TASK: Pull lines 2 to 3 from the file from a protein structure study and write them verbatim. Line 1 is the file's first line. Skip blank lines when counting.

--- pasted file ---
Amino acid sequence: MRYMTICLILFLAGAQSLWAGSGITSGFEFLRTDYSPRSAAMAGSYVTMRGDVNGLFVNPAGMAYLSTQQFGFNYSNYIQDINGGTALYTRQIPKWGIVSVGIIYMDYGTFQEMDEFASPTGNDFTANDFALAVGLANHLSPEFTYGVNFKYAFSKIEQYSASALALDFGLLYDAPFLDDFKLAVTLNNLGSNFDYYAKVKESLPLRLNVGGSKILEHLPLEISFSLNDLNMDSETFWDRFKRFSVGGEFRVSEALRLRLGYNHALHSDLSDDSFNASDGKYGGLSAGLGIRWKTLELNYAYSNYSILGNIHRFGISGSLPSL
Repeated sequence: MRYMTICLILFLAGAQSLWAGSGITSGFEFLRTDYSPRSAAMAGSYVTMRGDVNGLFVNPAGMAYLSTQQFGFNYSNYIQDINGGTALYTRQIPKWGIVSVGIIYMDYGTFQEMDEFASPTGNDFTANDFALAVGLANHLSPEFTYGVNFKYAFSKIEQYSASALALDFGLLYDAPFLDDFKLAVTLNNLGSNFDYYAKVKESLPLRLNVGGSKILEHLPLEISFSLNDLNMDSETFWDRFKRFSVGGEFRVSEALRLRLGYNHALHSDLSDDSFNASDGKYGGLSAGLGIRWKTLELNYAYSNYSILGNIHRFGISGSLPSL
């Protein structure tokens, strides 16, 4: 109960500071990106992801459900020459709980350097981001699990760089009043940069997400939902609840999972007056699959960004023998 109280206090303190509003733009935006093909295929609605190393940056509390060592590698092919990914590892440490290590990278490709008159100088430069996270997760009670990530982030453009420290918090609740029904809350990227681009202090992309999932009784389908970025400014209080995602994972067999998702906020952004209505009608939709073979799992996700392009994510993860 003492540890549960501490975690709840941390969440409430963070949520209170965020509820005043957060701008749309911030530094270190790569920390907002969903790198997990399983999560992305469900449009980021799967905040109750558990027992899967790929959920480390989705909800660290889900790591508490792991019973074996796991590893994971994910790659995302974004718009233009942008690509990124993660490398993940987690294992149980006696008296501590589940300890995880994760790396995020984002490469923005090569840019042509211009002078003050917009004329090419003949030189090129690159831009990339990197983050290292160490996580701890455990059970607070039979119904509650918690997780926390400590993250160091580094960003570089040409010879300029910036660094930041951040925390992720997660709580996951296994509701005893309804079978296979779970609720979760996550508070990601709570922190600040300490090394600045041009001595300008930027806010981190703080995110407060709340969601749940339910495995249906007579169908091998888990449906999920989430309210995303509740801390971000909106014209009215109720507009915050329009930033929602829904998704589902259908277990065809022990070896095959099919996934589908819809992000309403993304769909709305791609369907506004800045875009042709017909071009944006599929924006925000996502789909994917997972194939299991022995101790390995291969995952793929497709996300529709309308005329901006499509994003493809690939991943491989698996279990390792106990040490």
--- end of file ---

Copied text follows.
Repeated sequence: MRYMTICLILFLAGAQSLWAGSGITSGFEFLRTDYSPRSAAMAGSYVTMRGDVNGLFVNPAGMAYLSTQQFGFNYSNYIQDINGGTALYTRQIPKWGIVSVGIIYMDYGTFQEMDEFASPTGNDFTANDFALAVGLANHLSPEFTYGVNFKYAFSKIEQYSASALALDFGLLYDAPFLDDFKLAVTLNNLGSNFDYYAKVKESLPLRLNVGGSKILEHLPLEISFSLNDLNMDSETFWDRFKRFSVGGEFRVSEALRLRLGYNHALHSDLSDDSFNASDGKYGGLSAGLGIRWKTLELNYAYSNYSILGNIHRFGISGSLPSL
């Protein structure tokens, strides 16, 4: 109960500071990106992801459900020459709980350097981001699990760089009043940069997400939902609840999972007056699959960004023998 109280206090303190509003733009935006093909295929609605190393940056509390060592590698092919990914590892440490290590990278490709008159100088430069996270997760009670990530982030453009420290918090609740029904809350990227681009202090992309999932009784389908970025400014209080995602994972067999998702906020952004209505009608939709073979799992996700392009994510993860 003492540890549960501490975690709840941390969440409430963070949520209170965020509820005043957060701008749309911030530094270190790569920390907002969903790198997990399983999560992305469900449009980021799967905040109750558990027992899967790929959920480390989705909800660290889900790591508490792991019973074996796991590893994971994910790659995302974004718009233009942008690509990124993660490398993940987690294992149980006696008296501590589940300890995880994760790396995020984002490469923005090569840019042509211009002078003050917009004329090419003949030189090129690159831009990339990197983050290292160490996580701890455990059970607070039979119904509650918690997780926390400590993250160091580094960003570089040409010879300029910036660094930041951040925390992720997660709580996951296994509701005893309804079978296979779970609720979760996550508070990601709570922190600040300490090394600045041009001595300008930027806010981190703080995110407060709340969601749940339910495995249906007579169908091998888990449906999920989430309210995303509740801390971000909106014209009215109720507009915050329009930033929602829904998704589902259908277990065809022990070896095959099919996934589908819809992000309403993304769909709305791609369907506004800045875009042709017909071009944006599929924006925000996502789909994917997972194939299991022995101790390995291969995952793929497709996300529709309308005329901006499509994003493809690939991943491989698996279990390792106990040490």